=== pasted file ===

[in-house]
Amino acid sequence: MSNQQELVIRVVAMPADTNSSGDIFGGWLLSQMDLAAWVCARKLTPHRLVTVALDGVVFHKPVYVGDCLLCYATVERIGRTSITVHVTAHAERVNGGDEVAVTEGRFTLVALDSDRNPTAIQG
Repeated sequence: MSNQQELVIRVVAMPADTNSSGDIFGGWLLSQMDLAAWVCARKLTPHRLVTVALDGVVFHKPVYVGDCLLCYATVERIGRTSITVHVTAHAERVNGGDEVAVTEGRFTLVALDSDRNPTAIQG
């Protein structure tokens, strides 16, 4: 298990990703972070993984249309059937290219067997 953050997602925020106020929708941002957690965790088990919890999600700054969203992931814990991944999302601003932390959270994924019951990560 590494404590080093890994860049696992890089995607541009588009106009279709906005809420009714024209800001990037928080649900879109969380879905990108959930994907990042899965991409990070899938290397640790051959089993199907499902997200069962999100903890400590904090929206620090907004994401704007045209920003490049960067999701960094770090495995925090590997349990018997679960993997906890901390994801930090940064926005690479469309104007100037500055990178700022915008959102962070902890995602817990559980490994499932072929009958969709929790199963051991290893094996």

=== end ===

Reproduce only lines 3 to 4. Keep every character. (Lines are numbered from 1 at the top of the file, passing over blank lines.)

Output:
Repeated sequence: MSNQQELVIRVVAMPADTNSSGDIFGGWLLSQMDLAAWVCARKLTPHRLVTVALDGVVFHKPVYVGDCLLCYATVERIGRTSITVHVTAHAERVNGGDEVAVTEGRFTLVALDSDRNPTAIQG
């Protein structure tokens, strides 16, 4: 298990990703972070993984249309059937290219067997 953050997602925020106020929708941002957690965790088990919890999600700054969203992931814990991944999302601003932390959270994924019951990560 590494404590080093890994860049696992890089995607541009588009106009279709906005809420009714024209800001990037928080649900879109969380879905990108959930994907990042899965991409990070899938290397640790051959089993199907499902997200069962999100903890400590904090929206620090907004994401704007045209920003490049960067999701960094770090495995925090590997349990018997679960993997906890901390994801930090940064926005690479469309104007100037500055990178700022915008959102962070902890995602817990559980490994499932072929009958969709929790199963051991290893094996």